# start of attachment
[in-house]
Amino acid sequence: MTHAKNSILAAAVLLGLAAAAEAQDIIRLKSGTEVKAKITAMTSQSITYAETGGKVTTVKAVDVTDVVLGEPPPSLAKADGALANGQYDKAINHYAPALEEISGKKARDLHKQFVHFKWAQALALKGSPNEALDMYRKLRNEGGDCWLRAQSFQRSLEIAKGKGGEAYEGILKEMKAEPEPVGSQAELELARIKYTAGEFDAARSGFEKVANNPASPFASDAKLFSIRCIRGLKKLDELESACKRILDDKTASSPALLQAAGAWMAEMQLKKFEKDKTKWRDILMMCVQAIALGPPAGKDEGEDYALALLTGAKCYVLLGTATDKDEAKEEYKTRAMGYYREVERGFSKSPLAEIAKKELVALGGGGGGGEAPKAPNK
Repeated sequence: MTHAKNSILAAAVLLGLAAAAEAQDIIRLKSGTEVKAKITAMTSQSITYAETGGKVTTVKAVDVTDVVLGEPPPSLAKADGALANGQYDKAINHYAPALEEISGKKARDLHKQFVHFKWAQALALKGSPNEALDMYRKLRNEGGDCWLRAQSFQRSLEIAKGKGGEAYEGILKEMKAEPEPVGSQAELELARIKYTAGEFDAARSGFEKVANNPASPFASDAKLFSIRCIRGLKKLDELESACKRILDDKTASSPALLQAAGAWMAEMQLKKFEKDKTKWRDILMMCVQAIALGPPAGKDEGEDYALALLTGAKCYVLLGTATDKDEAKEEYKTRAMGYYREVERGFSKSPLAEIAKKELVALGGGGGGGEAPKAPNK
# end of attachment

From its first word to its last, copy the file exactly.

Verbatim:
[in-house]
Amino acid sequence: MTHAKNSILAAAVLLGLAAAAEAQDIIRLKSGTEVKAKITAMTSQSITYAETGGKVTTVKAVDVTDVVLGEPPPSLAKADGALANGQYDKAINHYAPALEEISGKKARDLHKQFVHFKWAQALALKGSPNEALDMYRKLRNEGGDCWLRAQSFQRSLEIAKGKGGEAYEGILKEMKAEPEPVGSQAELELARIKYTAGEFDAARSGFEKVANNPASPFASDAKLFSIRCIRGLKKLDELESACKRILDDKTASSPALLQAAGAWMAEMQLKKFEKDKTKWRDILMMCVQAIALGPPAGKDEGEDYALALLTGAKCYVLLGTATDKDEAKEEYKTRAMGYYREVERGFSKSPLAEIAKKELVALGGGGGGGEAPKAPNK
Repeated sequence: MTHAKNSILAAAVLLGLAAAAEAQDIIRLKSGTEVKAKITAMTSQSITYAETGGKVTTVKAVDVTDVVLGEPPPSLAKADGALANGQYDKAINHYAPALEEISGKKARDLHKQFVHFKWAQALALKGSPNEALDMYRKLRNEGGDCWLRAQSFQRSLEIAKGKGGEAYEGILKEMKAEPEPVGSQAELELARIKYTAGEFDAARSGFEKVANNPASPFASDAKLFSIRCIRGLKKLDELESACKRILDDKTASSPALLQAAGAWMAEMQLKKFEKDKTKWRDILMMCVQAIALGPPAGKDEGEDYALALLTGAKCYVLLGTATDKDEAKEEYKTRAMGYYREVERGFSKSPLAEIAKKELVALGGGGGGGEAPKAPNK